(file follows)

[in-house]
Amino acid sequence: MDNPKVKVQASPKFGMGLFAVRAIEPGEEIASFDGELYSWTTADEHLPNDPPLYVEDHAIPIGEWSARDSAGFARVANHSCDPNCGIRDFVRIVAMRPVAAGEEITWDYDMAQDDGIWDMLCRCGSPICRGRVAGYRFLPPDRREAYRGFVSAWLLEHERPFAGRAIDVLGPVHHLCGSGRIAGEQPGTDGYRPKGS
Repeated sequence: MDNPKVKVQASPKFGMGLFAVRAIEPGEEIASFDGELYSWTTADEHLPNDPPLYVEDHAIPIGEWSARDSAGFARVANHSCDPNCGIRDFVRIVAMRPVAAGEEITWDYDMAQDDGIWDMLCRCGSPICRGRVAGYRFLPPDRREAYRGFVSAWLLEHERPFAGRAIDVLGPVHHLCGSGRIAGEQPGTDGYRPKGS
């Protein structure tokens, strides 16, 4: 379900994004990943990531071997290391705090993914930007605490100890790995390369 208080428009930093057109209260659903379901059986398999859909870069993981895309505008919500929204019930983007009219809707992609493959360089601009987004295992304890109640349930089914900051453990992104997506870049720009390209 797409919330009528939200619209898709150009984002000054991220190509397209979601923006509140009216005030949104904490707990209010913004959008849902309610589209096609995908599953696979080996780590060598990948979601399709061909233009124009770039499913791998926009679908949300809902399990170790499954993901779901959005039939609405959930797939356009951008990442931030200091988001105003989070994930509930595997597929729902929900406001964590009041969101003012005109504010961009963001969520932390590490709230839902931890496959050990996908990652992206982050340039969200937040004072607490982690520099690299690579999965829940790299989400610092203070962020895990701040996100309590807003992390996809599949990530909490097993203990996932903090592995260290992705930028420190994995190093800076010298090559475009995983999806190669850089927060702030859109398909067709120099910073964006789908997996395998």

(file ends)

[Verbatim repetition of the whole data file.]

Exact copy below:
[in-house]
Amino acid sequence: MDNPKVKVQASPKFGMGLFAVRAIEPGEEIASFDGELYSWTTADEHLPNDPPLYVEDHAIPIGEWSARDSAGFARVANHSCDPNCGIRDFVRIVAMRPVAAGEEITWDYDMAQDDGIWDMLCRCGSPICRGRVAGYRFLPPDRREAYRGFVSAWLLEHERPFAGRAIDVLGPVHHLCGSGRIAGEQPGTDGYRPKGS
Repeated sequence: MDNPKVKVQASPKFGMGLFAVRAIEPGEEIASFDGELYSWTTADEHLPNDPPLYVEDHAIPIGEWSARDSAGFARVANHSCDPNCGIRDFVRIVAMRPVAAGEEITWDYDMAQDDGIWDMLCRCGSPICRGRVAGYRFLPPDRREAYRGFVSAWLLEHERPFAGRAIDVLGPVHHLCGSGRIAGEQPGTDGYRPKGS
């Protein structure tokens, strides 16, 4: 379900994004990943990531071997290391705090993914930007605490100890790995390369 208080428009930093057109209260659903379901059986398999859909870069993981895309505008919500929204019930983007009219809707992609493959360089601009987004295992304890109640349930089914900051453990992104997506870049720009390209 797409919330009528939200619209898709150009984002000054991220190509397209979601923006509140009216005030949104904490707990209010913004959008849902309610589209096609995908599953696979080996780590060598990948979601399709061909233009124009770039499913791998926009679908949300809902399990170790499954993901779901959005039939609405959930797939356009951008990442931030200091988001105003989070994930509930595997597929729902929900406001964590009041969101003012005109504010961009963001969520932390590490709230839902931890496959050990996908990652992206982050340039969200937040004072607490982690520099690299690579999965829940790299989400610092203070962020895990701040996100309590807003992390996809599949990530909490097993203990996932903090592995260290992705930028420190994995190093800076010298090559475009995983999806190669850089927060702030859109398909067709120099910073964006789908997996395998």